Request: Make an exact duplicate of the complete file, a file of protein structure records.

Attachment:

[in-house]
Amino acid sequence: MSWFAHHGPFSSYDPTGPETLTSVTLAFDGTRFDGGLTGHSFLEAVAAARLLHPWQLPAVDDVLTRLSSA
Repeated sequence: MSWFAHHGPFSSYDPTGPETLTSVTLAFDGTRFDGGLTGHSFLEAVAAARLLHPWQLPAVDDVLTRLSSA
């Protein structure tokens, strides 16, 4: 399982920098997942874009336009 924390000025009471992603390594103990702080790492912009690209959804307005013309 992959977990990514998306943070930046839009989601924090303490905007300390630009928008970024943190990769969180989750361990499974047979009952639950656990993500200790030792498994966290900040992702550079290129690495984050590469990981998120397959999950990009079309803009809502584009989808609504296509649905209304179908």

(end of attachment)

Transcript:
[in-house]
Amino acid sequence: MSWFAHHGPFSSYDPTGPETLTSVTLAFDGTRFDGGLTGHSFLEAVAAARLLHPWQLPAVDDVLTRLSSA
Repeated sequence: MSWFAHHGPFSSYDPTGPETLTSVTLAFDGTRFDGGLTGHSFLEAVAAARLLHPWQLPAVDDVLTRLSSA
């Protein structure tokens, strides 16, 4: 399982920098997942874009336009 924390000025009471992603390594103990702080790492912009690209959804307005013309 992959977990990514998306943070930046839009989601924090303490905007300390630009928008970024943190990769969180989750361990499974047979009952639950656990993500200790030792498994966290900040992702550079290129690495984050590469990981998120397959999950990009079309803009809502584009989808609504296509649905209304179908």